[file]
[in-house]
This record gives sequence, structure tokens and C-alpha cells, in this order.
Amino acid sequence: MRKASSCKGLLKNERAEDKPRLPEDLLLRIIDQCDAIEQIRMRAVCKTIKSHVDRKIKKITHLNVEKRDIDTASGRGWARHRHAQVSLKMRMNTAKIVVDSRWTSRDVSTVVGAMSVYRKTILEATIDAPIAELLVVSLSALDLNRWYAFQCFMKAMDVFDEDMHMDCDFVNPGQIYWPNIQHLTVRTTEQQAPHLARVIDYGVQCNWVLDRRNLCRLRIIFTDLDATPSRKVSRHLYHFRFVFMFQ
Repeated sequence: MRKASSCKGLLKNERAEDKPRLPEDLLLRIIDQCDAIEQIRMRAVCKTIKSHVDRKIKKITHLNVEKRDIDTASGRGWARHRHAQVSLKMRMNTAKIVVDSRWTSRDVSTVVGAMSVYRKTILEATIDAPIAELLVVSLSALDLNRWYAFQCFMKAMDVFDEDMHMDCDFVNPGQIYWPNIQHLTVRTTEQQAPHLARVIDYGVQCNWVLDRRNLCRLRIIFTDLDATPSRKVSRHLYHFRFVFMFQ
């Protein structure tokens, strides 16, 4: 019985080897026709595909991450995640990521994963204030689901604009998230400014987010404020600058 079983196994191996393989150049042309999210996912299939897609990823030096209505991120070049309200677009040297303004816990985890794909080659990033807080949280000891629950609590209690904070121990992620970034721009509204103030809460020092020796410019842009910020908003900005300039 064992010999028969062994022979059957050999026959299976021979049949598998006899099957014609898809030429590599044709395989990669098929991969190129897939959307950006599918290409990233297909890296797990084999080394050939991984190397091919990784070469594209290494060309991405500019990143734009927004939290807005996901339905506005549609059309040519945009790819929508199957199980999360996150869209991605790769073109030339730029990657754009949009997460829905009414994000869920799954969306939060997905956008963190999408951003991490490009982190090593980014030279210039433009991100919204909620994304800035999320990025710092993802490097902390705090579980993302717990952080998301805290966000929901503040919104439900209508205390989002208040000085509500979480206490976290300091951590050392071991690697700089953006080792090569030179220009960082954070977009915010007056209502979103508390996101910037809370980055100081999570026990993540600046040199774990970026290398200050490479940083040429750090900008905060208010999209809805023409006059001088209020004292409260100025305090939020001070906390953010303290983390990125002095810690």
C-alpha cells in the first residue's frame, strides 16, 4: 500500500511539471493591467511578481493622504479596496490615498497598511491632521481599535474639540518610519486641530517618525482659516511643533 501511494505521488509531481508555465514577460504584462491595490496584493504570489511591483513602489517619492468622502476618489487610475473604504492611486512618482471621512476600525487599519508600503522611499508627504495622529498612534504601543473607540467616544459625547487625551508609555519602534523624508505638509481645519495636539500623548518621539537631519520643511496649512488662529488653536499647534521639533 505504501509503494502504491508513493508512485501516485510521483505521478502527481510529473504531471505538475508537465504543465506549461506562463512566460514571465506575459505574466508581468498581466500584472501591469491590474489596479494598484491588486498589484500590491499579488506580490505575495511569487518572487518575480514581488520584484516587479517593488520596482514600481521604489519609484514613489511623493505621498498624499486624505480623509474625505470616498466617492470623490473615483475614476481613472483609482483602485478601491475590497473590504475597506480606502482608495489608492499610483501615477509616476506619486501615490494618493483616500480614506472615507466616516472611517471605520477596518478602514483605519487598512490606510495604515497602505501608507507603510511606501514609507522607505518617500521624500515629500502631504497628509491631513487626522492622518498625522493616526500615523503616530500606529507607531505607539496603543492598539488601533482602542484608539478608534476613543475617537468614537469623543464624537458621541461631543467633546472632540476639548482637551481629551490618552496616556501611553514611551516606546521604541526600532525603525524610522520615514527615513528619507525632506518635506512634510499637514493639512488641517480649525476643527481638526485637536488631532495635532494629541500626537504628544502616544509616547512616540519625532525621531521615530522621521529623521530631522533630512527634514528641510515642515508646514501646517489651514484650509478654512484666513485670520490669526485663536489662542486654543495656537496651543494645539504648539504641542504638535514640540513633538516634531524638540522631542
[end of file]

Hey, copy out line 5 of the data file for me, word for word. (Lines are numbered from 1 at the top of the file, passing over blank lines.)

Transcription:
């Protein structure tokens, strides 16, 4: 019985080897026709595909991450995640990521994963204030689901604009998230400014987010404020600058 079983196994191996393989150049042309999210996912299939897609990823030096209505991120070049309200677009040297303004816990985890794909080659990033807080949280000891629950609590209690904070121990992620970034721009509204103030809460020092020796410019842009910020908003900005300039 064992010999028969062994022979059957050999026959299976021979049949598998006899099957014609898809030429590599044709395989990669098929991969190129897939959307950006599918290409990233297909890296797990084999080394050939991984190397091919990784070469594209290494060309991405500019990143734009927004939290807005996901339905506005549609059309040519945009790819929508199957199980999360996150869209991605790769073109030339730029990657754009949009997460829905009414994000869920799954969306939060997905956008963190999408951003991490490009982190090593980014030279210039433009991100919204909620994304800035999320990025710092993802490097902390705090579980993302717990952080998301805290966000929901503040919104439900209508205390989002208040000085509500979480206490976290300091951590050392071991690697700089953006080792090569030179220009960082954070977009915010007056209502979103508390996101910037809370980055100081999570026990993540600046040199774990970026290398200050490479940083040429750090900008905060208010999209809805023409006059001088209020004292409260100025305090939020001070906390953010303290983390990125002095810690």